On a scale of one to “I Dress Like Frodo at Work Holiday Parties”, I’m probably a two on the imaginary Hardcore Lord of the Rings Fan Club scale.
I saw all three The Lord of the Rings films helmed by director Peter Jackson; later, I watched all of Jackson’s Hobbit films (2012-2014). Frankly, I was exhausted by the end; I had reached peak Hobbit by that point, and three-hour spectacles were becoming difficult to stomach. Haven’t read any of the books, nor have I watched the series on Amazon.
But I have a good familiarity with the IP. When our partners at Ravensburger offered to send a copy of their newest “Adventure Book”, The Lord of the Rings Adventure Book Game (ABG), I was intrigued. It was a great chance to jump back into the pool with a family-friendly adventure game that is completely contained in a storybook that doubles as the game and the rules for each chapter of an eight-episode adventure.
“I Can’t Carry It for You, but I Can Carry…You”
The Lord of the Rings ABG compresses eight sequences from the three-film trilogy into a hardcover “board book”, each of which plays in about 20 minutes. At its heart, this is a cooperative, set collection puzzle game. Each chapter gives 1-4 players the chance to move miniatures around a small map, completing challenges before a 15-card Plot deck is exhausted. In most cases, this means that each chapter features 12-15 turns.
Players work together to do things from the movies. In one chapter, you’ll move Frodo and his fellow hobbit friends from the Hearth to the Prancing Pony to Weathertop. Later, you’ll be asked to face off against the Balrog on the Bridge of Khazad-Dûm, or fight Orcs near the Seat of Seeing. No matter the scenario, players will be discarding cards matching one of the six suits from their hand to defeat monsters or complete challenges.
It’s important to note here that the game is set up to be played cooperatively while also sharing the pieces in play. That means that no one is playing as Aragorn or Pippin. They are just miniatures on the board that can be manipulated by any of the players. I’m calling this out here because some kids—wink wink, MINE—will want to play as Legolas or Gimli as their character.
No dice, kids. Everyone is playing as everyone, and on a turn, the active player typically does the thing that everyone else agrees is the best course of action, usually based on that player’s cards. Turns are a breeze—move any combination of characters two spaces, then do a mix of discarding cards to complete actions or swapping a card with another player. After that, draw two new cards (hand limit of six), then draw the next Plot card to see what the AI will do with the bad guys in play.
In my experience, The Lord of the Rings ABG is best suited for solo play. That way, there’s no “quarterbacking” (when one player provides advice for all players at the table) and you get to trade a card each turn with a dummy hand of six cards that is sitting off to one side of your gaming area. That also speeds up play; I worked through the entire book of eight scenarios, and I was usually doing two games at a time in about 30 minutes.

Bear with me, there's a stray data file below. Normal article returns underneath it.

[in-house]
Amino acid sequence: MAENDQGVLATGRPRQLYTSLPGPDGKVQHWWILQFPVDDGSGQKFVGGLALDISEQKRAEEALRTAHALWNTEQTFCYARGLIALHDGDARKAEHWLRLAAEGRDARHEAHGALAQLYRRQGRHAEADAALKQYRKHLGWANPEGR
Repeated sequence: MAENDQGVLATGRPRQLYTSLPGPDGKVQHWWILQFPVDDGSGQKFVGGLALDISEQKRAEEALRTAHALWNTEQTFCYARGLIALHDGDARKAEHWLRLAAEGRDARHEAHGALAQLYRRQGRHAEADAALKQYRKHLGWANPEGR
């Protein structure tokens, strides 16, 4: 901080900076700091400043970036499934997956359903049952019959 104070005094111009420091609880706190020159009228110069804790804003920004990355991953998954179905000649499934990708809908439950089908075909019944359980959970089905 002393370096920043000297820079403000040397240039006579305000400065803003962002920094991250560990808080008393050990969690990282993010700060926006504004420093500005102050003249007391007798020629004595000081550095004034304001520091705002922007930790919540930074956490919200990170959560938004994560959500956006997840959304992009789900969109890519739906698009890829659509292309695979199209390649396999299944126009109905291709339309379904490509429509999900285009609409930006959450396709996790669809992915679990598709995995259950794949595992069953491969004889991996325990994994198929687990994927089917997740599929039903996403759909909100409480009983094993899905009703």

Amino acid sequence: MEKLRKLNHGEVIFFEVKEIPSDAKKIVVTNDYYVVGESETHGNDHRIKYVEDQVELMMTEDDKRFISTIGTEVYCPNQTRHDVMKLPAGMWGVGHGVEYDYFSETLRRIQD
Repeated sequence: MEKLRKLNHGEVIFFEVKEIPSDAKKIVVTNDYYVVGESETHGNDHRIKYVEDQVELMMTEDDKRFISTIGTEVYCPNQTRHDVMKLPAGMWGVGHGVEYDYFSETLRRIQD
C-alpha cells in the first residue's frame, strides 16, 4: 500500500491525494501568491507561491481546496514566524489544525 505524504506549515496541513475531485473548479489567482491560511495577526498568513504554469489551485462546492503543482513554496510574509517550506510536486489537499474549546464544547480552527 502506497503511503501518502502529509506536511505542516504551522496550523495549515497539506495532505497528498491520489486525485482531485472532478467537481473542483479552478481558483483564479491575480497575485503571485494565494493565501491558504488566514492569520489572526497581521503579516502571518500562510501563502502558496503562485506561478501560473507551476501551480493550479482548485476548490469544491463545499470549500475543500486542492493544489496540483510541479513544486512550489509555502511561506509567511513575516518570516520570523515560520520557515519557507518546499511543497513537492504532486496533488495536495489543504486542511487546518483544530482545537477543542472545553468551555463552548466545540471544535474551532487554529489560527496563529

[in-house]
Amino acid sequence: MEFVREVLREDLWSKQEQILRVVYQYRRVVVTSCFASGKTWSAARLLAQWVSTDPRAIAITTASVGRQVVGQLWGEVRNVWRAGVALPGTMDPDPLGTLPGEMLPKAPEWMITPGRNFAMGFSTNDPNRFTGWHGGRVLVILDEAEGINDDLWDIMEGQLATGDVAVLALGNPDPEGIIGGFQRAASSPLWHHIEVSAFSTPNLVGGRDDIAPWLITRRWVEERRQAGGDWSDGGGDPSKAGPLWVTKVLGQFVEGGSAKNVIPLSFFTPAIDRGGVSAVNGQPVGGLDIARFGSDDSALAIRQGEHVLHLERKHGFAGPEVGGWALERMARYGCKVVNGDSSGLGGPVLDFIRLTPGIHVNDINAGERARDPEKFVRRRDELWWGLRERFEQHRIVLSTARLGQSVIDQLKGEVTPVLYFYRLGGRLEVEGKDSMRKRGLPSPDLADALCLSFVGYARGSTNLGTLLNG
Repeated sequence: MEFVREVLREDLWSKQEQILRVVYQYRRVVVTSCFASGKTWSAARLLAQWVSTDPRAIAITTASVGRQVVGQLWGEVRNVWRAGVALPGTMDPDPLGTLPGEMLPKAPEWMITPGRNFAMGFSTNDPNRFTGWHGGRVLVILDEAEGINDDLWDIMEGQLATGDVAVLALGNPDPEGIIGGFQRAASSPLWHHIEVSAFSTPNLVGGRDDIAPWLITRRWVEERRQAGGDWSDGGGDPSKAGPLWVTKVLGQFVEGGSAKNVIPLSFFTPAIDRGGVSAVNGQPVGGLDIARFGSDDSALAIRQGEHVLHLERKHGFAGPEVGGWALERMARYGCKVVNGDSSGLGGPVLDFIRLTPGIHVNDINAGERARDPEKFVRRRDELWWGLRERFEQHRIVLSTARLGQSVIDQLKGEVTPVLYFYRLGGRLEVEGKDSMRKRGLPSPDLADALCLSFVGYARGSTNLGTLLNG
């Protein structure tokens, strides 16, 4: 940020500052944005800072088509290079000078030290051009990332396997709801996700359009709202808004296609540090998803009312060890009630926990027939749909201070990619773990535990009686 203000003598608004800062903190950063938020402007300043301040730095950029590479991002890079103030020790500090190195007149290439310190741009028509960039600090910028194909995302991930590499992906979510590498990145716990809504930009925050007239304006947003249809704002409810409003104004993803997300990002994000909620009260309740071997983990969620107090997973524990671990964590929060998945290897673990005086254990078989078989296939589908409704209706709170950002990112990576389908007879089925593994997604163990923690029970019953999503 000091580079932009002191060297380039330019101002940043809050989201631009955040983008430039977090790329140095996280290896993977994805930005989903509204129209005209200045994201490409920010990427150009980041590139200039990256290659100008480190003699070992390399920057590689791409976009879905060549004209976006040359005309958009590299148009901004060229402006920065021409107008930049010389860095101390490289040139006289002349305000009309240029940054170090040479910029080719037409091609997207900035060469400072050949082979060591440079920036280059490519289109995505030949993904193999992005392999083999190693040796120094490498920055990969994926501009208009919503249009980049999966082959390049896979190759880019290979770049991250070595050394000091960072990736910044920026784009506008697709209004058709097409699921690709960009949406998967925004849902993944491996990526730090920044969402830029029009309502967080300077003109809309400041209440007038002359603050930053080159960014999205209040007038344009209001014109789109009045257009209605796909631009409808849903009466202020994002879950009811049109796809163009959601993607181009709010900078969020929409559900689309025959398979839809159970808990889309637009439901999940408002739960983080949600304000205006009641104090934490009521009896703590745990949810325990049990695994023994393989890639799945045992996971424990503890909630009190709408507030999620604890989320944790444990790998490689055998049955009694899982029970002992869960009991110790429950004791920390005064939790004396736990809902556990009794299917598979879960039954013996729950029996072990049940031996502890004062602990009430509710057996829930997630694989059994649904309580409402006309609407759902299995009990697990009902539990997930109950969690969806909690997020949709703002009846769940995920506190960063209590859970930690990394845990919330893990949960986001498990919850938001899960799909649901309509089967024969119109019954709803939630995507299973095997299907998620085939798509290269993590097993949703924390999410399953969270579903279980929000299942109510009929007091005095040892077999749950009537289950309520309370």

This is more vital when it comes to losing scenarios. While this game is not difficult, it is highly dependent on the random combination of top-decking new cards (and hoping for the right suit to show up) and the Plot deck draw. Some Plot deck events are friendly (sometimes, a card literally plays as “Nothing Happens”), while others advance the game clock. When this causes a loss condition, it’s easy to fire up another game quickly when you are running solo.
The other best-case scenario? Play this with one of your children, with a light amount of quarterbacking to ensure kids are making plays that help the cause. This will also ensure that everyone gets to take a good number of turns each chapter; that really hurts the four-player experience, because in a full game each player might only take 3-4 turns at the full player count.
“One Does Not Simply Walk Into Mordor”
The Lord of the Rings ABG is the kind of production I see most from publishers like Funko Games: a very fair price point, handsome packaging, decent miniatures, easy-to-absorb rules, and a reminder of why I loved the intellectual property in the first place.
While I don’t think of this game as the killer thematic application that Middle-Earth fans are looking for, it is absolutely a series of fun activities for fans. One element worth noting here—this is a great introduction for kids ages 8-12 who may be too young for the films, which are rated PG-13 and more violent than you remember. For parents, this game is a nice way to show the kids something that doesn’t spill over into large battle sequences.
A special shout out to the artwork; this is hard to explain, but most of the stills in this game look like they were ripped from the movies, but drawn instead of filmed. This gives everything a slick, more timeless look than if the actual film stills were used here. I would have preferred the stills, as a movie junkie myself, but I like what’s on display here.
The use of chapter-specific tokens are nice touches, and I’m guessing this also helped keep the price reasonable.
After finishing all eight of the chapters, I really didn’t see a reason to come back to this game, and I think most players will land in the same camp. While not technically a legacy game, The Lord of the Rings ABG is just “campaign-y” enough to celebrate a run through the puzzle once before moving on.
Not a fan of Lord of the Rings? I think this game would be a hard pass. There’s nothing about the gameplay that shines in a way that would bring players in who aren’t pre-sold on the world of Middle-Earth.
The “Adventure Book Game” format, though, is fantastic. Looking forward to trying other properties in this series!